A tangential comment: professed "Christians" of the prosperity hypergrace pseudo-gospel kind may relate to "Christ" in a more instrumental way than hitherto described. Hence, their "Jesus" is seen more like a genie or cosmic vending machine who is there to provide for their every whim and fancy. Toss a coin of "positive confession" of faith into the machine and out pops a healthy body, youthful looks, more money, position of influence, attractive boyfriend or girlfriend, a baby or two, a luxury or sports car, a bungalow, a private jet, gigantic audience for a celebrity preacher, and so on. In this case, the thoughts and feelings of such "Christians" would be probably dominated by covetousness, greed, lust, attachment of various kinds, and pride. Pride of one's privileged status in Christ is seen to confer them entitlement to all worldly and spiritual blessings that one can ever imagine, giving them the power to speak reality into being by their vocalized words of faith. In this case, the thoughts and feelings of "Christians" toward their "Christ" would be radically different from those of Buddhists towards the Buddha.
Delving more deeply into the nature of relational dynamics, I believe the crucial difference between Buddhist and Christian relationships viz-a-viz their respective masters is this: absence or presence of the intimacy of loving union and communion.
For Buddhists, the Buddha-Buddhist relationship is likely to be more distant, less personal and intimate, though reverential and devoted. There are individual variances, of course. Some do feel deeply connected to the person of the Buddha, as I do. But even then, I feel there is still a degree of relational ‘distance’, less personal warmth and deep intimacy, as compared to the range of possibilities available in a Christ-Christian relationship.
For Christians, the Christ-Christian relationship is likely to be close, intimate, warm, and unconcealed. There is total conversational and emotional honesty, even vulnerability right into our very depths. A sweet, loving, blissful union and communion of persons (empty, not inherent) is possible. Of course, this may vary across believers and in terms of their relational and spiritual maturity with/in the Lord.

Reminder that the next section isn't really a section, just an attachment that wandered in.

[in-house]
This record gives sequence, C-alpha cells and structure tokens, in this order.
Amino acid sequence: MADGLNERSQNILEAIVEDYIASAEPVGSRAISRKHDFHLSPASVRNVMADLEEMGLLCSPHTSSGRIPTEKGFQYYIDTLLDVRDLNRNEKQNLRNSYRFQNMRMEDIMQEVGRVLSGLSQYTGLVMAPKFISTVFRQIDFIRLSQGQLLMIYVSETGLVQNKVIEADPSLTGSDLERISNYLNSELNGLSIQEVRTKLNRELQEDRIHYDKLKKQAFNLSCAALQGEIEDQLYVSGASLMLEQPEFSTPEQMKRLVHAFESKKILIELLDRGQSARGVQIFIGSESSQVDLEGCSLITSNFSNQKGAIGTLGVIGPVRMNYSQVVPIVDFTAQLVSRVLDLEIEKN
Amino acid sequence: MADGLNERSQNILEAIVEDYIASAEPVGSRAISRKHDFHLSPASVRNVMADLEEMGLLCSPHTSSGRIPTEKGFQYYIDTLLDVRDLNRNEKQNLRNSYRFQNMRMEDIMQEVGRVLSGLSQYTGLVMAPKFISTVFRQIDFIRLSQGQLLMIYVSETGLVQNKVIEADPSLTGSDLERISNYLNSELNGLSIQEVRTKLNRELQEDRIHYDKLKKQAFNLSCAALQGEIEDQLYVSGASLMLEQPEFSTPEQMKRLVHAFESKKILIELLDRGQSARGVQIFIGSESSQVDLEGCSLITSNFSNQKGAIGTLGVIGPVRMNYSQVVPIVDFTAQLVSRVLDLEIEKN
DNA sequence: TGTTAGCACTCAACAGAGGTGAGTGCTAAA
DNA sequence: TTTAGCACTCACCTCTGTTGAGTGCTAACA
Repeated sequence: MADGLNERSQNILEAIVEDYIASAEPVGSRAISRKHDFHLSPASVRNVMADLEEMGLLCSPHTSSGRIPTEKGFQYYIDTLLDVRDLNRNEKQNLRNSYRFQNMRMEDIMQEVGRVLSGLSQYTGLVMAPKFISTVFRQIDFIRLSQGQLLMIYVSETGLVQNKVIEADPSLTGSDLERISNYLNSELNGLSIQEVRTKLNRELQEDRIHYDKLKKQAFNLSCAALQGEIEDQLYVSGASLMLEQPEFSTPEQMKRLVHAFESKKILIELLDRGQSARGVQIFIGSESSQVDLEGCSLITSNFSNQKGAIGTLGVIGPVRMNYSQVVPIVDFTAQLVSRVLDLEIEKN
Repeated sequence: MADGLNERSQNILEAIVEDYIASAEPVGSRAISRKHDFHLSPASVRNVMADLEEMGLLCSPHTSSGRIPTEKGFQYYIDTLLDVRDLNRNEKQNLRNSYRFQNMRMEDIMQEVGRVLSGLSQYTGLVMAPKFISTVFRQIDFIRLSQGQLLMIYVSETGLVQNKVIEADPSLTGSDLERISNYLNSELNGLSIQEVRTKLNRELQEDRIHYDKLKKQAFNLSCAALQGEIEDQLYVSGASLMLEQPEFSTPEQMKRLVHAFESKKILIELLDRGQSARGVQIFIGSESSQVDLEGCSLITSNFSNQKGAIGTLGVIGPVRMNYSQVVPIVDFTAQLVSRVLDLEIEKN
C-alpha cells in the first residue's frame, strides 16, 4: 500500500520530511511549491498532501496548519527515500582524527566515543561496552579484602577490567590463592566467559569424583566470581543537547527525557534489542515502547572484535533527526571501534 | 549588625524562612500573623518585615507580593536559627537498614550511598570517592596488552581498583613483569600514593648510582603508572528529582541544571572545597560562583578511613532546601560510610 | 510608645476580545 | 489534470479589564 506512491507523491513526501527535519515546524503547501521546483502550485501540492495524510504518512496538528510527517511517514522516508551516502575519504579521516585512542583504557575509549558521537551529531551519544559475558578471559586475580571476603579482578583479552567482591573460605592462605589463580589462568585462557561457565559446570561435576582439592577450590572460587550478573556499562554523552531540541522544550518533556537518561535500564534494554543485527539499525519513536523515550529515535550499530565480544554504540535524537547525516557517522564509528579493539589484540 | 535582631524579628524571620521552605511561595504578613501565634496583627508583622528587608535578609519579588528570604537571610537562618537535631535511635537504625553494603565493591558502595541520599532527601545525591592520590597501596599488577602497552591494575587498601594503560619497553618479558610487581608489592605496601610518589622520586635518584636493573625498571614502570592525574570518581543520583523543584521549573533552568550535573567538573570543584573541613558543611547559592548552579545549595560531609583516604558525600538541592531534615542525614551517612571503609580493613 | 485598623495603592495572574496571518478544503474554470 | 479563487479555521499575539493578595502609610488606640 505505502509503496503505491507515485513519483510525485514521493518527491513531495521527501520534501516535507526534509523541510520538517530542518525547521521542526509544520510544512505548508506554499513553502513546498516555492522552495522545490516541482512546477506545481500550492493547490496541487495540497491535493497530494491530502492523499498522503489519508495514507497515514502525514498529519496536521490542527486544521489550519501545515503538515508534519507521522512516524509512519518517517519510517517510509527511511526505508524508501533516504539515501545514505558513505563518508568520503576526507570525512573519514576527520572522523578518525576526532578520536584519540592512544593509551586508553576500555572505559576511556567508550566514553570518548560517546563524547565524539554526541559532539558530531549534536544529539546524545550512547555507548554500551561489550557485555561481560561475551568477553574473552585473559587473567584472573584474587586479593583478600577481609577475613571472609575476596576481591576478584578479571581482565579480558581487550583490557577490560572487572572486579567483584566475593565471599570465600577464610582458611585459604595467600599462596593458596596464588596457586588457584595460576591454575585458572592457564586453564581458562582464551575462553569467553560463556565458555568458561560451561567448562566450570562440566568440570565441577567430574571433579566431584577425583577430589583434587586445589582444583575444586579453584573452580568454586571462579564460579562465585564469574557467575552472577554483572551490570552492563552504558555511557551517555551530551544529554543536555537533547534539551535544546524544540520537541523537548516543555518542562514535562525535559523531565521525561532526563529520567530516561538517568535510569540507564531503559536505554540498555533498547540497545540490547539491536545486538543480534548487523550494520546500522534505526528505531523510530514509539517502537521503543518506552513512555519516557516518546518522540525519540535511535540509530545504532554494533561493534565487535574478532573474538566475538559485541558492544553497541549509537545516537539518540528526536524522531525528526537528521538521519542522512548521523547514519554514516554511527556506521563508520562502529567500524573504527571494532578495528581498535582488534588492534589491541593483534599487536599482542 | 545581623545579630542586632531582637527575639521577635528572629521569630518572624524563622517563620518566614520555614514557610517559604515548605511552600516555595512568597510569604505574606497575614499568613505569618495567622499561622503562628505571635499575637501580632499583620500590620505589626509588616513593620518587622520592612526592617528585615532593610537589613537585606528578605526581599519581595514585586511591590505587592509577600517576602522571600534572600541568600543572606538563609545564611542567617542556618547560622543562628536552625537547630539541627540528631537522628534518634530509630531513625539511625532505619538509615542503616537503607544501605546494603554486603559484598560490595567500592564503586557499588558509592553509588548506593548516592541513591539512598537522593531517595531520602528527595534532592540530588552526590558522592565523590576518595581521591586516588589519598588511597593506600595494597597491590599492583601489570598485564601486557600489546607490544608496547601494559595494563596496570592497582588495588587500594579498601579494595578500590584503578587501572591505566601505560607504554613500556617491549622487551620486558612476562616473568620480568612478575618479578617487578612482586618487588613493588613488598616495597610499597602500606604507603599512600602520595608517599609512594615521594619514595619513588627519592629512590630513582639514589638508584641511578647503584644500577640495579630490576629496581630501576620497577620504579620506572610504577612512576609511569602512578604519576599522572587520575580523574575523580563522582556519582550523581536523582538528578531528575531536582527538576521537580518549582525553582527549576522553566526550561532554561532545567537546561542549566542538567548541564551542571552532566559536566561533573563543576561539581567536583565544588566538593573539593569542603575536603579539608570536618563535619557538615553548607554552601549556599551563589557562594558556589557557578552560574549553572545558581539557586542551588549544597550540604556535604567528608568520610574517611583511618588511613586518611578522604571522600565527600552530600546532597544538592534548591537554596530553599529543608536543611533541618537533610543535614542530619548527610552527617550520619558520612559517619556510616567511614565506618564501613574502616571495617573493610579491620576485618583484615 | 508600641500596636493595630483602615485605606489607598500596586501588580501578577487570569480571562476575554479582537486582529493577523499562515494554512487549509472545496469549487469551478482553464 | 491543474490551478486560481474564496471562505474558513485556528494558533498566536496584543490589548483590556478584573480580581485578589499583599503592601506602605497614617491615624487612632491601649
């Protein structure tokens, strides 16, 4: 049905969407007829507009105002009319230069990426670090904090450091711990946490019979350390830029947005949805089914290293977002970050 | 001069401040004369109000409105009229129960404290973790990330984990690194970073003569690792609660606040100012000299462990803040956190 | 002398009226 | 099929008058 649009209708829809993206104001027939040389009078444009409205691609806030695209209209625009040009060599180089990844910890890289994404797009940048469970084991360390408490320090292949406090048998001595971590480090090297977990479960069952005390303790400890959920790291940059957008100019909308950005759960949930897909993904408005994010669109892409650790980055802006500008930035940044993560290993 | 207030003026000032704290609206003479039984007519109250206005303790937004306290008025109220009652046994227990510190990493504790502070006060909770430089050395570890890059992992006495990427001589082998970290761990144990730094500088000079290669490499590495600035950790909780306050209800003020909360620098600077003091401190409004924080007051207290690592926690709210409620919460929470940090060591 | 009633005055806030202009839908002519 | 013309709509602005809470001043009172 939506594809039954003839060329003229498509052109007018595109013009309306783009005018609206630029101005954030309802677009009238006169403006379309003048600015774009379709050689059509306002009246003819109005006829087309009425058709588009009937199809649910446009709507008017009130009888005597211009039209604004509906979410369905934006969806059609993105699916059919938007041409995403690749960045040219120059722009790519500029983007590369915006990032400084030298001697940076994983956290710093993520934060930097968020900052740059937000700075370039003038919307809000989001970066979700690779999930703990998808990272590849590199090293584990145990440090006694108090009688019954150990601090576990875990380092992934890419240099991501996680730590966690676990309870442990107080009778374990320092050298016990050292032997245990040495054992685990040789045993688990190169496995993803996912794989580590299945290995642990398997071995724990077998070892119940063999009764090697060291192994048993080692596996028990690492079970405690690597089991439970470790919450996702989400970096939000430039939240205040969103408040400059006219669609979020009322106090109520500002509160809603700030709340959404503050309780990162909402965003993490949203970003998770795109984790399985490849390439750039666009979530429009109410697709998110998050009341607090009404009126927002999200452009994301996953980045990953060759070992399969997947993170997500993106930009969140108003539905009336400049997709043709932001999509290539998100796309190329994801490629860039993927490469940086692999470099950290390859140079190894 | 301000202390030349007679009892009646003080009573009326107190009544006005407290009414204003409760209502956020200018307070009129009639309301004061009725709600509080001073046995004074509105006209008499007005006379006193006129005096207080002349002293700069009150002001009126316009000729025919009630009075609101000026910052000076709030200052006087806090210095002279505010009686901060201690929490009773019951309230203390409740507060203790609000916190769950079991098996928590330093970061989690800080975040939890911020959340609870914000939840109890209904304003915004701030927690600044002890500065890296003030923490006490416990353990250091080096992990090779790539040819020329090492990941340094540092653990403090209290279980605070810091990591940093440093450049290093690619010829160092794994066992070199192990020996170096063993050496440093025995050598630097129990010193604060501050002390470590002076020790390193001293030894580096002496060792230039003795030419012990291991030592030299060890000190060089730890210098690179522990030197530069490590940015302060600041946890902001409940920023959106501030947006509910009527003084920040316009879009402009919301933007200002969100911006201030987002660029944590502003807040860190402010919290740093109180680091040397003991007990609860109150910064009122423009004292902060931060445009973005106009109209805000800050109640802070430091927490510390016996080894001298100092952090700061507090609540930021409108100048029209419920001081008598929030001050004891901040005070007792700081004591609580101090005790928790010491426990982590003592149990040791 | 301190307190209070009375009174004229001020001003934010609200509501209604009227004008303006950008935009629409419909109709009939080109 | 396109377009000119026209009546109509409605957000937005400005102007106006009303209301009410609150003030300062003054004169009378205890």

The relative variance between the Buddha-Buddhist and Christ-Christian relationship can be arguably traced to this: a cosmic versus personal presence. We must be careful not to overdraw the difference between the two but it serves as a helpful map, nonetheless.
With the Buddha, his presence is predominantly a cosmic one—a sense of pervasive enlightened activity unconfined by space and time. He can be visualized as a person of course but there is a certain degree of contrivance here. This is because the Buddha has ‘nibbanized’ and should no longer be conceived as existing or not-existing, in personal or impersonal terms. This underlying meta-(buddho)logic renders any discourse of the “personal presence” of the Buddha highly problematic.
With Christ, his presence is intensely personal and intimate, warm and serene at the same time. Christ has a cosmic dimension too, but he is also irrevocably personal and in touch with every particle of dust on earth. There is a real sense of Someone (who can be empty of inherent existence yet ineffably present) who listens and responds, even to the most hidden cries of our hearts. Christ can be said to be nibbanic yet inconceivably here with us in a way that baffles our limited conceptual minds. The underlying meta-(theo)logic is that of Emmanuel or “God-with-us.”
That said, to me, the Buddha may well be either a pre-incarnate theophany of Christ or a divinely appointed and anointed human being sovereignly elected for a special purpose known only to God.
But that’s another story.